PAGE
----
1) Why PSIA? Why did you choose PSIA over any other bank instrument or product?
We looked for the PSIA because we wanted to explore two things as part of this experimental pilot in Jordan which we knew was important, however we didn't have the resources in terms of being able to pay for staff, analysis, or even the data. One was looking at the effect of different labor laws and regulations in the labor market and their effect on the outcomes that we observed, and the second was to be able to compare outcomes between young boys and girls, because the Adolescent Girls Initiative (AGI) pilot was created only for women, meaning the financing was for women, the data collection was on women, but we wanted to understand whether the men would have the same outcomes we observed in the pilot. Jordan has a number of labor regulations: for instance if you are on a contract, and have a job for more than 3 months you have to formulize the contract, the employer has to give you social security benefits, which adds a lot to the cost of hiring. In the end we were able to get administrative data from the Social Security, match it to the data from the pilot, and see what exactly was happening in terms of the formulization of employment. In fact what we found was that the employment outcomes we were observing in the pilot when we compared them with the administrative data, were not formal jobs, and that’s why the employers were able to kind of let go of the employees. That allowed us to look at whether the labor market was flexible enough for this class of workers and able to absorb them because from that we basically understood the employers’ perception of the productivity of these workers was not as high as the wage they were obliged to offer under the formal regulation. So that’s why we looked at PSIA, because we wanted to understand this kind of differentiated impacts and the effects of the labor laws on this particular subset of female college graduates.
2) What was the most challenging moment while working on this PSIA?
I think the biggest challenge was actually get access to the administrative data because it’s very rare, at least in the MENA region to access that kind of data. So I think the most challenging thing was making the case to the Social Security Director that this was for a good cause, explaining why we wanted to do it, and how would have been useful for them and kind of convince them that we would treat the data very securely.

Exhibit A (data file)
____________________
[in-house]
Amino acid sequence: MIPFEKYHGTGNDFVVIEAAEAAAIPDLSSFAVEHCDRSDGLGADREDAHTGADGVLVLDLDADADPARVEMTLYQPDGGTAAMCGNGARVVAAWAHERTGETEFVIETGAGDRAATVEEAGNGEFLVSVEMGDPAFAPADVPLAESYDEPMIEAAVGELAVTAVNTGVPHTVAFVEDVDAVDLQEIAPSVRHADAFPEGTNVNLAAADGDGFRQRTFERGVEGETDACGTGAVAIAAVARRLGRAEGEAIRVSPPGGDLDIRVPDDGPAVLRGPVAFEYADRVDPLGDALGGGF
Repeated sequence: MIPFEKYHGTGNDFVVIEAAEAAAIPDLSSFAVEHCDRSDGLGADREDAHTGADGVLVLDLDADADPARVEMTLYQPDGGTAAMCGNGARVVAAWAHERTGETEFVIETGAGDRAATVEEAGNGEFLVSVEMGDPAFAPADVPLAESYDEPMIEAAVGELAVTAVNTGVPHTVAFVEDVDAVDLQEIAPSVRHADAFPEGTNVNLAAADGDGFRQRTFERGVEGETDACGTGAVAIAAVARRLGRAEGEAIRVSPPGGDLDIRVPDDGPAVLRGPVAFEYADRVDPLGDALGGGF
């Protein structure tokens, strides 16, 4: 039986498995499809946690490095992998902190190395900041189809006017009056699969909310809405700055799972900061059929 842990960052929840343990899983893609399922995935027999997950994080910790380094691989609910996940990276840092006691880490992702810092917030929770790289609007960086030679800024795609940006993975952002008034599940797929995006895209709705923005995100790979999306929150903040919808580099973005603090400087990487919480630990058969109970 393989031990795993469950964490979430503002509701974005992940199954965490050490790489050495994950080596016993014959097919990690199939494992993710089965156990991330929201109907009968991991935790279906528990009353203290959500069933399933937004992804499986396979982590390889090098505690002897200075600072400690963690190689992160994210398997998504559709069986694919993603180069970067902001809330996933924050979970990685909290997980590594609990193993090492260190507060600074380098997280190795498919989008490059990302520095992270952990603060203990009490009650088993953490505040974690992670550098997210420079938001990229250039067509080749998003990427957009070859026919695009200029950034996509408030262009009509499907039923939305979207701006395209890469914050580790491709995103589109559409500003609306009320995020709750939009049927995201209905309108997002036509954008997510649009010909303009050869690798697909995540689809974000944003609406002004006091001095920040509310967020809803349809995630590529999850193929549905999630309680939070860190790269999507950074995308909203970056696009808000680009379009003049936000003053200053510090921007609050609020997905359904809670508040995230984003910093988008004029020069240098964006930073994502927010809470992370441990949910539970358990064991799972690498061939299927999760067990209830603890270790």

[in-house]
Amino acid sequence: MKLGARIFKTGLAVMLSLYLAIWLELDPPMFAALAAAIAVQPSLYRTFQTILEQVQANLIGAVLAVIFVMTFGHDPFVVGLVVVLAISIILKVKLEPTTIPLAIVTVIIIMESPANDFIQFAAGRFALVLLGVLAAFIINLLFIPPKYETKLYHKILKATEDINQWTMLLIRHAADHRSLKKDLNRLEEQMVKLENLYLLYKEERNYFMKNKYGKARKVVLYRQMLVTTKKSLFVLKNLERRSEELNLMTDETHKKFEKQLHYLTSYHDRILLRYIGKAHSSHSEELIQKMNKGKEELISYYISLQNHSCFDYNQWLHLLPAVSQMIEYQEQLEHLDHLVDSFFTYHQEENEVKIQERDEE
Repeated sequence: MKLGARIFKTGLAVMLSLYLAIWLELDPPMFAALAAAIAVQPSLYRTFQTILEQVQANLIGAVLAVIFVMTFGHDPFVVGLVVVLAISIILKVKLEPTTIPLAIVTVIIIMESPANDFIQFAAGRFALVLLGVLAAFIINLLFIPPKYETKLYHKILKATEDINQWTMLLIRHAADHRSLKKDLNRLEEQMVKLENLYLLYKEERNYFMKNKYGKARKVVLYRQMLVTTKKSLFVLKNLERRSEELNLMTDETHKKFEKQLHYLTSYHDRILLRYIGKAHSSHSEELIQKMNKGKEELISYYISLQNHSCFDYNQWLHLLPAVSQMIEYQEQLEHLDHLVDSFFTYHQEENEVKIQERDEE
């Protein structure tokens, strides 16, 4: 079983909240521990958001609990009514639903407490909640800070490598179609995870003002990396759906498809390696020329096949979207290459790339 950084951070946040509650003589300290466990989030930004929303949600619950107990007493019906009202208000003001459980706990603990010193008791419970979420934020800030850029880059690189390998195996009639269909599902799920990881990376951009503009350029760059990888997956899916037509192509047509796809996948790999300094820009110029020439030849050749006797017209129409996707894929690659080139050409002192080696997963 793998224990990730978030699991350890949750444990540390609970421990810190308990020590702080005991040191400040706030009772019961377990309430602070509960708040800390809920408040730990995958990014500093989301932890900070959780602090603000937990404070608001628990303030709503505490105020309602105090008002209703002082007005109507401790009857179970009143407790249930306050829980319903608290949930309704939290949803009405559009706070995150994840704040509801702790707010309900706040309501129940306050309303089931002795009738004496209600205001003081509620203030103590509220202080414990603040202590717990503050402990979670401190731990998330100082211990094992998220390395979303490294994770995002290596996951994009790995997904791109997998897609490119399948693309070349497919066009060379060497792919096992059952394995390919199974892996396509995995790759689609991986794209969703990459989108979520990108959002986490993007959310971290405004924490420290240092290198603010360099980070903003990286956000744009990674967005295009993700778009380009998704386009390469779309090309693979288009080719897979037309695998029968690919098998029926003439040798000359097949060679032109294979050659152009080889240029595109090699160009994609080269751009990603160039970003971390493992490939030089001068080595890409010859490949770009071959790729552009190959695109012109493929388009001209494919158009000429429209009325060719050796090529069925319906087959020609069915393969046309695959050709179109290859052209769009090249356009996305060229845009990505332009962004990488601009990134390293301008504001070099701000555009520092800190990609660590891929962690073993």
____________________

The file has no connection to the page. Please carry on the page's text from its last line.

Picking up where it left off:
3) If you had to do this PSIA over, what would you do differently, based on the lessons learned from this one?
This pilot was the only one where we got resources for a middle-income country. AGI was the broader pilot, designed for low-income countries focusing on adolescent young girls, and we were able to successfully make the case that in this region, given the huge gender inequality observed especially in the labor market, we could do one. We got a much smaller allocation compared to other countries, so we really had to maximize what we were able to do and that’s where PSIA really came in handy because we were very budget-constrained, and the grant had to pay for everything from the design of the experiment to the implementation, including the job vouchers and the data collection. The PSIA really helped us get very critical inputs to be able to understand why we were seeing the outcome we were looking at. We had an awkward situation where we had very short-term results that disappeared and that really needs explanation, and that’s where the PSIA was very critical, so if you ask me what I would do again it’s hard to say because the PSIA was really so valuable.
4) Any recommendations for TTLs working on PSIAs – what are the top three things TTLs should always keep in mind when working on a PSIA?
What I learned personally from the process was that this is a very different PSIA from the standard ones. Typically people are looking at ex-ante or ex-post policy reforms, and this was not looking at a policy reform but at the impact of existing policy regulations. We had to think a bit outside of the box in terms of how to frame it as a PSIA, since it’s true that it was looking at the impact of a certain policy, which is the labor regulation, but it was definitely looking more at the social impact in terms of the gender aspect, than the poverty impact. So it’s not the standard energy subsidy reform for example, which is very straightforward in the line of PSIA. The most interesting thing of this experience was learning how broad this ambit can be, trying to innovate, and looking at different ways of understanding disaggregated impact of policies, of using different data sources, mixing admin data with experimental data.
5) What do you do when you are not doing a PSIA?
I work on country-level poverty work, everything from supporting statistics offices on survey data collection, poverty measurement, poverty assessment, TA, also, I have been part of the regional statistics team for data, impact evaluation, and a bunch of other things. We are also doing some work now on Energy subsidies in Iran.
Nandini Krishnan is a Senior Economist with the Poverty Global Practice. She currently works on poverty in Iraq and the Philippines, on a multi-country survey of host communities and Syrian refugees, regional and corporate initiatives for data and monitoring the Twin Goals, and supports DECRG’s Social Observatory team. She has worked on labor market issues in Egypt, Jordan and the Palestinian territories, on gender in Yemen, the Palestinian territories and the MNA region, and supported impact evaluations of large scale projects and programs in Tanzania, Nigeria, and South Africa. She holds a Ph.D. in Economics from Boston University.